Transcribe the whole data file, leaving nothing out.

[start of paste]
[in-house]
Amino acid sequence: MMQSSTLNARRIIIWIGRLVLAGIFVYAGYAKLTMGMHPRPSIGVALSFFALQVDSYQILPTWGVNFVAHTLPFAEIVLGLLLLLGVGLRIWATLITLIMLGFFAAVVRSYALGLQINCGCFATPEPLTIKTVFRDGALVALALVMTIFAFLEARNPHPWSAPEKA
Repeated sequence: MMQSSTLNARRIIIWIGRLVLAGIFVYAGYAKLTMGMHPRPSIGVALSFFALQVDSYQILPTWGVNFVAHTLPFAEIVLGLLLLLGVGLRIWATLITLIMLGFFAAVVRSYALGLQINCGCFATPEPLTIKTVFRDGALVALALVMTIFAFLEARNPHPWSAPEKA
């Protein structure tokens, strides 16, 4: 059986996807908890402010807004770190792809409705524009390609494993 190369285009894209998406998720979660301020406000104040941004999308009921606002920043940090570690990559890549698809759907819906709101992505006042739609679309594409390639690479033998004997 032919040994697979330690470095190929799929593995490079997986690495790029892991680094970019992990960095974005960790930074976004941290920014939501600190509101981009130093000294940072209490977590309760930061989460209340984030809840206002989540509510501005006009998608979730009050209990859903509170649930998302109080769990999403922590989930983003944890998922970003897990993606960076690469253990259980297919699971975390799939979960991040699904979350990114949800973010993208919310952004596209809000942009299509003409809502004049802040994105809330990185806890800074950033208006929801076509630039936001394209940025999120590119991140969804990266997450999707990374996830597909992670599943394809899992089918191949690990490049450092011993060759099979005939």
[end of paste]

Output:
[in-house]
Amino acid sequence: MMQSSTLNARRIIIWIGRLVLAGIFVYAGYAKLTMGMHPRPSIGVALSFFALQVDSYQILPTWGVNFVAHTLPFAEIVLGLLLLLGVGLRIWATLITLIMLGFFAAVVRSYALGLQINCGCFATPEPLTIKTVFRDGALVALALVMTIFAFLEARNPHPWSAPEKA
Repeated sequence: MMQSSTLNARRIIIWIGRLVLAGIFVYAGYAKLTMGMHPRPSIGVALSFFALQVDSYQILPTWGVNFVAHTLPFAEIVLGLLLLLGVGLRIWATLITLIMLGFFAAVVRSYALGLQINCGCFATPEPLTIKTVFRDGALVALALVMTIFAFLEARNPHPWSAPEKA
């Protein structure tokens, strides 16, 4: 059986996807908890402010807004770190792809409705524009390609494993 190369285009894209998406998720979660301020406000104040941004999308009921606002920043940090570690990559890549698809759907819906709101992505006042739609679309594409390639690479033998004997 032919040994697979330690470095190929799929593995490079997986690495790029892991680094970019992990960095974005960790930074976004941290920014939501600190509101981009130093000294940072209490977590309760930061989460209340984030809840206002989540509510501005006009998608979730009050209990859903509170649930998302109080769990999403922590989930983003944890998922970003897990993606960076690469253990259980297919699971975390799939979960991040699904979350990114949800973010993208919310952004596209809000942009299509003409809502004049802040994105809330990185806890800074950033208006929801076509630039936001394209940025999120590119991140969804990266997450999707990374996830597909992670599943394809899992089918191949690990490049450092011993060759099979005939």